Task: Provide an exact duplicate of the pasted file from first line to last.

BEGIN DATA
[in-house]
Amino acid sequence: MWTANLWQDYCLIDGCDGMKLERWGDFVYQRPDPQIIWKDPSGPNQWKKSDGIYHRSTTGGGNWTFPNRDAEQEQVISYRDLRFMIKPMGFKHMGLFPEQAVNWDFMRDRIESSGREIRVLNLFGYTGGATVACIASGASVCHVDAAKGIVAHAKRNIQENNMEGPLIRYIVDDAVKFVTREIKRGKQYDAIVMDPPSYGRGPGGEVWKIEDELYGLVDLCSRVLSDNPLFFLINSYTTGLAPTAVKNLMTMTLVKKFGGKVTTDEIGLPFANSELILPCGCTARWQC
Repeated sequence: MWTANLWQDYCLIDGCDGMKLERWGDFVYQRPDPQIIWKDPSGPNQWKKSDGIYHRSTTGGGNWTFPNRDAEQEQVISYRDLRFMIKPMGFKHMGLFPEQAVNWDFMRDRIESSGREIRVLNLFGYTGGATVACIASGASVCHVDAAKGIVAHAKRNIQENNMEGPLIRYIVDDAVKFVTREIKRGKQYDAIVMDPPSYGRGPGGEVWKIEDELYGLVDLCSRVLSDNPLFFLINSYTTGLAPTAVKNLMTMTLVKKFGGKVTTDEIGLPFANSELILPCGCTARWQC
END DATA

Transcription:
[in-house]
Amino acid sequence: MWTANLWQDYCLIDGCDGMKLERWGDFVYQRPDPQIIWKDPSGPNQWKKSDGIYHRSTTGGGNWTFPNRDAEQEQVISYRDLRFMIKPMGFKHMGLFPEQAVNWDFMRDRIESSGREIRVLNLFGYTGGATVACIASGASVCHVDAAKGIVAHAKRNIQENNMEGPLIRYIVDDAVKFVTREIKRGKQYDAIVMDPPSYGRGPGGEVWKIEDELYGLVDLCSRVLSDNPLFFLINSYTTGLAPTAVKNLMTMTLVKKFGGKVTTDEIGLPFANSELILPCGCTARWQC
Repeated sequence: MWTANLWQDYCLIDGCDGMKLERWGDFVYQRPDPQIIWKDPSGPNQWKKSDGIYHRSTTGGGNWTFPNRDAEQEQVISYRDLRFMIKPMGFKHMGLFPEQAVNWDFMRDRIESSGREIRVLNLFGYTGGATVACIASGASVCHVDAAKGIVAHAKRNIQENNMEGPLIRYIVDDAVKFVTREIKRGKQYDAIVMDPPSYGRGPGGEVWKIEDELYGLVDLCSRVLSDNPLFFLINSYTTGLAPTAVKNLMTMTLVKKFGGKVTTDEIGLPFANSELILPCGCTARWQC